Three museums dedicated to advancing and supporting learning at Harvard University
Ever since their founding, the Harvard Art Museums—the Fogg Museum, Busch-Reisinger Museum, and Arthur M. Sackler Museum—have been dedicated to advancing and supporting learning at Harvard University, in the local community, and around the world. The museums have played a leading role in the development of art history, conservation, and conservation science, and in the evolution of the art museum as an institution.
Through research, teaching, professional training, and public education, the museums strive to advance the understanding and appreciation of art. Programs encourage close looking at original works of art, collaboration with campus and community partners, and the production of new scholarship.
The Harvard Art Museums are comprised of three separate museums—the Fogg Museum, Busch-Reisinger Museum, and Arthur M. Sackler Museum—each with a different history, collection, guiding philosophy, and identity.
The Fogg Museum opened in 1895 on the northern edge of Harvard Yard in a modest Beaux-Arts building designed by Richard Morris Hunt, twenty-one years after the President and Fellows of Harvard College appointed Charles Eliot Norton the first professor of art history in America. It was made possible when, in 1891, Mrs. Elizabeth Fogg gave a gift in memory of her husband to build “an Art Museum to be called and known as the William Hayes Fogg Museum of Harvard College.” In 1927, the Fogg Museum moved to its home at 32 Quincy Street.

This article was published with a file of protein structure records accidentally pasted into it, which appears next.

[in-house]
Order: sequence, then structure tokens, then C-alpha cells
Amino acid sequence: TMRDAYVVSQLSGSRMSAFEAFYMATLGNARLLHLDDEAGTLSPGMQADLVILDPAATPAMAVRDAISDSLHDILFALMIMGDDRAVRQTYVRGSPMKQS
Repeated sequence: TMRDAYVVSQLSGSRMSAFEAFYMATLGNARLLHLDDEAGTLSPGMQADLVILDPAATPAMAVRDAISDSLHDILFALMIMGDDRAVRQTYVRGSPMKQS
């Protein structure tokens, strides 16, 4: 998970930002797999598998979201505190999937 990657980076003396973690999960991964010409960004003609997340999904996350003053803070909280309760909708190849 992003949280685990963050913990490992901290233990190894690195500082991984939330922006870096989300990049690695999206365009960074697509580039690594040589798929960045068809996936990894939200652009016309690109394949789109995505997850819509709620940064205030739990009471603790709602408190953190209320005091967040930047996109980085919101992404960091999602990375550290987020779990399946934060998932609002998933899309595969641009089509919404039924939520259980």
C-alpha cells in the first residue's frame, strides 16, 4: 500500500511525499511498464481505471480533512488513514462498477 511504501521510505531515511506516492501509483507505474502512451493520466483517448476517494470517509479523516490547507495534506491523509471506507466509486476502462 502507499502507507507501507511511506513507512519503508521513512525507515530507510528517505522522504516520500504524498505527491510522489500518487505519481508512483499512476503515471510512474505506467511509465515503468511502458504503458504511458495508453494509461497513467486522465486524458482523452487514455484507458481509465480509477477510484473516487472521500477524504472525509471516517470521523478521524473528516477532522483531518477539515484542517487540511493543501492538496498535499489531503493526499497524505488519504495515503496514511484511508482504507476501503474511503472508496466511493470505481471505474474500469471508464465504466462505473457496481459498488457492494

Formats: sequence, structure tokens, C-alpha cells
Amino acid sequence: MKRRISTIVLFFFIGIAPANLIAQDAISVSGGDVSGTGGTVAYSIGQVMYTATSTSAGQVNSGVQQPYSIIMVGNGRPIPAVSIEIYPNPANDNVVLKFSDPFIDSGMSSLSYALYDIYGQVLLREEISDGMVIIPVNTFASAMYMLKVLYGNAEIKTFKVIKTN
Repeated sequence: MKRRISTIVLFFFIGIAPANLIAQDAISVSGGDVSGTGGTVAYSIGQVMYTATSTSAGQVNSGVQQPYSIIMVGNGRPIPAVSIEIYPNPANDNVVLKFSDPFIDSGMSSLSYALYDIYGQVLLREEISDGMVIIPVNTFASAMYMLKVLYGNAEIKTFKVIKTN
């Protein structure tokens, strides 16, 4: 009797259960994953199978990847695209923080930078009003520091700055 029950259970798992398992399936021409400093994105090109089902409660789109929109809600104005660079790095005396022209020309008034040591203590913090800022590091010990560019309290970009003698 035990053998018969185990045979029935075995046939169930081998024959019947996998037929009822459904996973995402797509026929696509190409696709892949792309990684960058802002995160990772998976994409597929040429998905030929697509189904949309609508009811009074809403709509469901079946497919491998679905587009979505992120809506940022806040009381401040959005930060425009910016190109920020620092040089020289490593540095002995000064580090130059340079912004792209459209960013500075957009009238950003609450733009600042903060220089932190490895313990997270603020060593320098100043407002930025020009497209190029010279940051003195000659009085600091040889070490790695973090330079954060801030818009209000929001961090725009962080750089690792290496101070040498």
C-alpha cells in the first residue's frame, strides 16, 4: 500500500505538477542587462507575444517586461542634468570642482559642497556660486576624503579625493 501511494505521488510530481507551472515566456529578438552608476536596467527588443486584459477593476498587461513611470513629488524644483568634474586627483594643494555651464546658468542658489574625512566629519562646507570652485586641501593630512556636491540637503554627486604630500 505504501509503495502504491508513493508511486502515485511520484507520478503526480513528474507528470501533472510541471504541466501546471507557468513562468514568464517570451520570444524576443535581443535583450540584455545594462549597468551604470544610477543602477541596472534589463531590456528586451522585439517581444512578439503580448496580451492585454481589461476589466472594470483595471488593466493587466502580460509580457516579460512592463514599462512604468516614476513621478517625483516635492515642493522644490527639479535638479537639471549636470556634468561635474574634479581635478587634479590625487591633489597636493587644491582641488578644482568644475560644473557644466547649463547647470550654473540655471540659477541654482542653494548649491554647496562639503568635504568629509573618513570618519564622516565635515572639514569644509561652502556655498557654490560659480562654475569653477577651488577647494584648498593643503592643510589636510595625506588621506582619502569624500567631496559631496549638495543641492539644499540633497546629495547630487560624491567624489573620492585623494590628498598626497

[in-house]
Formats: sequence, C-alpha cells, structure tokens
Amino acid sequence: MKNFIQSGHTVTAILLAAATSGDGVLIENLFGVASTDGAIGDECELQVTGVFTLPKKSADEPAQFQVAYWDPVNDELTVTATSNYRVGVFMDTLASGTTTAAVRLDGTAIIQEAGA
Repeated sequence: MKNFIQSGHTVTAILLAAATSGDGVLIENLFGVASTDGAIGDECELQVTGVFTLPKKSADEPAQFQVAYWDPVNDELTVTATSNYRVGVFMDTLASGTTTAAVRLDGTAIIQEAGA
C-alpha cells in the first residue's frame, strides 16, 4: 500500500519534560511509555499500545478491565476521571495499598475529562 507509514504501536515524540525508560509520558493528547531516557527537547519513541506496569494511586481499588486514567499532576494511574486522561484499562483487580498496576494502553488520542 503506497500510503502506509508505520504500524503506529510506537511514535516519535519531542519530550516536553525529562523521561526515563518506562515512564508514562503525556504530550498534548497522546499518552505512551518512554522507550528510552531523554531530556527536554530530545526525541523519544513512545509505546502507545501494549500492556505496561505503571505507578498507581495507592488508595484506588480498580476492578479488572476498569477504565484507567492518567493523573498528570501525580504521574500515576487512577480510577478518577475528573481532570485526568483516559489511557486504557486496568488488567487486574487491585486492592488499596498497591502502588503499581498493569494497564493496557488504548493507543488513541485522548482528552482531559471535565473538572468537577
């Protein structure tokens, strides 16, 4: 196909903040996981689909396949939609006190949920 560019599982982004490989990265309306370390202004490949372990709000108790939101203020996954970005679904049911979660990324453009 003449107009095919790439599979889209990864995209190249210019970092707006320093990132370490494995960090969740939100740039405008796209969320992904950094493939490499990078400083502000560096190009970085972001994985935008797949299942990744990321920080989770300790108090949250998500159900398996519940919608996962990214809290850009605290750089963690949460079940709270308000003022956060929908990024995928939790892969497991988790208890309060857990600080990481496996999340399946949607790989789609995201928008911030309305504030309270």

The Busch-Reisinger Museum was founded in 1901 as the Germanic Museum. Unique among North American museums, the Busch-Reisinger is dedicated to the study of all modes and periods of art from central and northern Europe, with an emphasis on German-speaking countries. In 1921 the Germanic Museum moved to Adolphus Busch Hall, built partly with funds from Adolphus Busch’s son-in-law, Hugo Reisinger, and in 1950 it was renamed the Busch-Reisinger Museum. The museum moved again in 1991, this time to Werner Otto Hall at 32 Quincy Street, designed by Gwathmey Siegel & Associates. Adolphus Busch Hall continues to house the founding collection of plaster casts of medieval art and is the venue for concerts on its world-renowned Flentrop pipe organ, while the Busch-Reisinger Museum’s holdings include significant works of Austrian Secession art, German expressionism, 1920s abstraction, and materials related to the Bauhaus. Other strengths include late-medieval sculpture and eighteenth-century art. The museum also holds noteworthy postwar and contemporary art from German-speaking Europe.
In 1912, Langdon Warner taught the first courses in Asian art at Harvard, and the first at any American university. By 1977, Harvard’s collections of Asian, ancient, and Islamic and later Indian art had grown sufficiently in size and importance to require a larger space for their display and study. With the generosity of Dr. Arthur M. Sackler, a leading psychiatrist, entrepreneur, art collector, and philanthropist, the Harvard Art Museums founded a museum dedicated to works from Asia, the Middle East, and the Mediterranean. The Arthur M. Sackler Museum, a new museum building at 485 Broadway designed by James Stirling, opened in 1985. This structure remains the home of the History of Art and Architecture Department and the Media Slide Library.